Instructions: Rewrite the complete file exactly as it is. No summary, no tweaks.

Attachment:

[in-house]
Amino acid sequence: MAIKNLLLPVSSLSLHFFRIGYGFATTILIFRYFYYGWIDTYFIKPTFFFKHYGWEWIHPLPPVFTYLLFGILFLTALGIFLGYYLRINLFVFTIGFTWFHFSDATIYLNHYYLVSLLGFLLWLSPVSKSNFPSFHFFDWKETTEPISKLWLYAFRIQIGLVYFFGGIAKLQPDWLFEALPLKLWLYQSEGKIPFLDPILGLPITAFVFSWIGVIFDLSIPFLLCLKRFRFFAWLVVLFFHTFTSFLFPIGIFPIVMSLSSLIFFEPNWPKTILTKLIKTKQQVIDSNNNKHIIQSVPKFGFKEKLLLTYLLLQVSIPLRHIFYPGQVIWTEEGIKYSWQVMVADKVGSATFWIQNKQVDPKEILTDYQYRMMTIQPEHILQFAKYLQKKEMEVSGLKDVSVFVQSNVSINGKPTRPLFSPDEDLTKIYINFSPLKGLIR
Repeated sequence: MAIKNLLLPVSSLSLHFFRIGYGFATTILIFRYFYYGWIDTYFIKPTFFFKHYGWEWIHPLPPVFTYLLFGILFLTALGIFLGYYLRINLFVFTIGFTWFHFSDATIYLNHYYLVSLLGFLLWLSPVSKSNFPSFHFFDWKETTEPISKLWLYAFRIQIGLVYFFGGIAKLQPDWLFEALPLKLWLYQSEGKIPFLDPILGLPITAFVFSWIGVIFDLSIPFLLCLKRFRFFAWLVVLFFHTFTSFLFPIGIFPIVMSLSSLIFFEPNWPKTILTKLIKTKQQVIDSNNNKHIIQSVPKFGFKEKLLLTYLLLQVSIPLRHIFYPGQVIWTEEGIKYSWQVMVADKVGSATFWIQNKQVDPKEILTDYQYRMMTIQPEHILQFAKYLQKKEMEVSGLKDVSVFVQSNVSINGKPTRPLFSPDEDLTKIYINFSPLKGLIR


[in-house]
Amino acid sequence: MAIKNLLLPVSSLSLHFFRIGYGFATTILIFRYFYYGWIDTYFIKPTFFFKHYGWEWIHPLPPVFTYLLFGILFLTALGIFLGYYLRINLFVFTIGFTWFHFSDATIYLNHYYLVSLLGFLLWLSPVSKSNFPSFHFFDWKETTEPISKLWLYAFRIQIGLVYFFGGIAKLQPDWLFEALPLKLWLYQSEGKIPFLDPILGLPITAFVFSWIGVIFDLSIPFLLCLKRFRFFAWLVVLFFHTFTSFLFPIGIFPIVMSLSSLIFFEPNWPKTILTKLIKTKQQVIDSNNNKHIIQSVPKFGFKEKLLLTYLLLQVSIPLRHIFYPGQVIWTEEGIKYSWQVMVADKVGSATFWIQNKQVDPKEILTDYQYRMMTIQPEHILQFAKYLQKKEMEVSGLKDVSVFVQSNVSINGKPTRPLFSPDEDLTKIYINFSPLKGLIR
Repeated sequence: MAIKNLLLPVSSLSLHFFRIGYGFATTILIFRYFYYGWIDTYFIKPTFFFKHYGWEWIHPLPPVFTYLLFGILFLTALGIFLGYYLRINLFVFTIGFTWFHFSDATIYLNHYYLVSLLGFLLWLSPVSKSNFPSFHFFDWKETTEPISKLWLYAFRIQIGLVYFFGGIAKLQPDWLFEALPLKLWLYQSEGKIPFLDPILGLPITAFVFSWIGVIFDLSIPFLLCLKRFRFFAWLVVLFFHTFTSFLFPIGIFPIVMSLSSLIFFEPNWPKTILTKLIKTKQQVIDSNNNKHIIQSVPKFGFKEKLLLTYLLLQVSIPLRHIFYPGQVIWTEEGIKYSWQVMVADKVGSATFWIQNKQVDPKEILTDYQYRMMTIQPEHILQFAKYLQKKEMEVSGLKDVSVFVQSNVSINGKPTRPLFSPDEDLTKIYINFSPLKGLIR